Tall and stately, Douglas was the number-one glamour girl of the Democratic Party, a writer for a New York newspaper observed. On the campaign trail, however, she had little time for “feminine necessities” such as getting her hair and nails done, according to the reporter, and she had already put on ten pounds, munching on candy bars to keep up her energy and consuming cakes baked for afternoon teas. Another writer observed that a woman running for the Senate has problems that never bother a “baldheaded candidate.” A man goes straight to bed at night after a final speech, but a woman “has to get a shampoo at midnight. She has to go to bed with her head in a towel to dry while she sleeps.” Douglas also had to contend with the demands of two children at home. “But mother!” her 11-year-old daughter, Mary Helen, had recently implored. “Why must you work so hard? Why can’t you stay home and go swimming with me?”

When Douglas visited Santa Clara, a local columnist revealed that she had arrived for a campaign appearance right on time, “sufficiently remarkable in any woman.” She looked young for her age, which was 49, and the former opera diva and Hollywood star did it without the usual artifice of makeup, retouched hair, or “trick millinery.” From this, the columnist concluded that she was interested “in persuading the minds of her audience, not in charming them off their feet.” Still, the political attacks on the candidate grew harsher, and she was too busy defending herself from attacks by Democrats to go after her likely Republican opponent, Congressman Richard M. Nixon. Yet she told her San Diego organizer, “You know, what happens to me personally isn’t very important. But that pipsqueak [Nixon] has his eye on the white House and if he ever gets there, God help us all.”

Close to primary day, Douglas assured her mentor, Eleanor Roosevelt, that Boddy’s Red-baiting was so excessive “it helped us.” In San Francisco near the end, she led a march of women carrying grocery baskets up Market Street to protest the high cost of living. A local newspaper published a photo of a radiant Douglas surrounded by the huge crowd under the headline NEVER UNDERESTIMATE THE POWER OF A——. Over the radio, Douglas confidently proclaimed, “Money alone never has won and never will win an election.”

* * *

As they visited friends on primary day, Representative Richard Nixon and his pretty wife, Pat, radiated happiness and confidence. Dick Nixon appeared certain to win more than 90 percent of the Republican vote, and Manchester Boddy had already bloodied the likely Democratic winner. Nixon knew that his campaign against Helen Douglas would be well managed and well financed, and the most grueling period was already past: his travels up and down this cruelly distended state in a yellow wood-paneled station wagon, journeying 15,000 miles to deliver more than 600 speeches in fifty counties. And that was for a one-sided primary contest. The rest of the campaign would be a war; it would be for all the marbles; it would pit him against a strong, worthy, but highly vulnerable candidate (a woman, no less)—meaning, in political terms, it would be challenging, fascinating, possibly even fun. “There is only one way we can win,” Nixon had vowed. “We must put on a fighting, rocking, socking campaign.”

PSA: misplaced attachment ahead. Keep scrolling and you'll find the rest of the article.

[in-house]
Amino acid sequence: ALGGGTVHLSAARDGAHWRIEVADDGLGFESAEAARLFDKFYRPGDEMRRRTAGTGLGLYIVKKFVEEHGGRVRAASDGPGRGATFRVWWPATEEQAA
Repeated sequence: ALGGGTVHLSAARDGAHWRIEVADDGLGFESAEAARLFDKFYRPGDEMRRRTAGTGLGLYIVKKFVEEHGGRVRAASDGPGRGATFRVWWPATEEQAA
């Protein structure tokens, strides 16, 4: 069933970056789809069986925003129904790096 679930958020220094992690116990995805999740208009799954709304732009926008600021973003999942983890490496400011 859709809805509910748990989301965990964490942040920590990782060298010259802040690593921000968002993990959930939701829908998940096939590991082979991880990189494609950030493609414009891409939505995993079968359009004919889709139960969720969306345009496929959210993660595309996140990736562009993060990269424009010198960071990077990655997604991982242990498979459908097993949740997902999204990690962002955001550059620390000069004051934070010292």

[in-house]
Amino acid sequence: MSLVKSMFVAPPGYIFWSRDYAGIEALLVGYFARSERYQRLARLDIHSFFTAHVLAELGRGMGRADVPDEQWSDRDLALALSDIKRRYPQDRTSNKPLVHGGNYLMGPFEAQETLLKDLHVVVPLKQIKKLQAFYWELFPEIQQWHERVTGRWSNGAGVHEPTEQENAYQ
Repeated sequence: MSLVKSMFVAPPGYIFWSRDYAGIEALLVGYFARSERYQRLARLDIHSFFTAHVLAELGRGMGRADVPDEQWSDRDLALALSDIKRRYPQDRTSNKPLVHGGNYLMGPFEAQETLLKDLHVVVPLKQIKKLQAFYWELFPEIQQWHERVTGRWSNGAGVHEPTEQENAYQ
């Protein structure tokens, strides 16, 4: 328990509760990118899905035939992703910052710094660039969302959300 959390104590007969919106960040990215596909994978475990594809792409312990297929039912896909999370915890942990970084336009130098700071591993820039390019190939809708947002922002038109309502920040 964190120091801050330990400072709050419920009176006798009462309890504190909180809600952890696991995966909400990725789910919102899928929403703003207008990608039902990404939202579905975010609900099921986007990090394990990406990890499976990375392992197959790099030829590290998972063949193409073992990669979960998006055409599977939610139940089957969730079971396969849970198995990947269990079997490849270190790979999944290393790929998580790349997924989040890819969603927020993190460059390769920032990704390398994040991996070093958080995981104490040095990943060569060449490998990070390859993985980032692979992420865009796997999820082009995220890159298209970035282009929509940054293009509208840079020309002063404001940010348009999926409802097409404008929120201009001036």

“Mrs. Douglas takes wholeheartedly after the Administration’s program,” Richard Nixon remarked on primary day, “one hundred percent plus, including such things as socialized medicine.” That evening, Nixon and his family checked the early returns at City Hall in downtown Los Angeles, then celebrated at election headquarters on the second floor of the Garland Building over on West Ninth Street. His vote of more than 740,000 exceeded even his high expectations as his two minor GOP challengers mustered less than 35,000 between them. More significant, however, was Nixon’s tally in the Democratic column: more than 300,000 votes. This suggested that his attacks on Truman and other Democrats as unwitting allies of the Soviets had paid off and should be pressed even more intensely in coming months.

“I welcome Mrs. Douglas as an opponent,” Nixon announced. “It won’t be a campaign of personalities but of issues.” Douglas would have to reveal where she stood on those issues, “or,” he added ominously, “I’ll do it for her.”

Most of Nixon’s advisers felt that Douglas would be a formidable foe; she was as brave and as energetic as their man, with twice the charisma. For the record, Nixon concurred, calling her “a colorful, aggressive, vote-getting candidate” who had long been underrated by the “wise boys” of politics. But privately, he and campaign strategist Murray Chotiner felt otherwise. If Senator Downey had run for re-election, the outcome, they believed, would have hinged on farm issues, not on the Communist threat. But that all changed with Downey out. Nixon and Chotiner wanted Helen Douglas to win the nomination because her liberal politics played into the freedom-versus-socialism theme they had already decided would dominate the campaign. “There’s no use trying to talk about anything else,” Nixon told his Northern California chairman, “because it’s all the people want to hear about.” This was sure to become a self-fulfilling prophecy.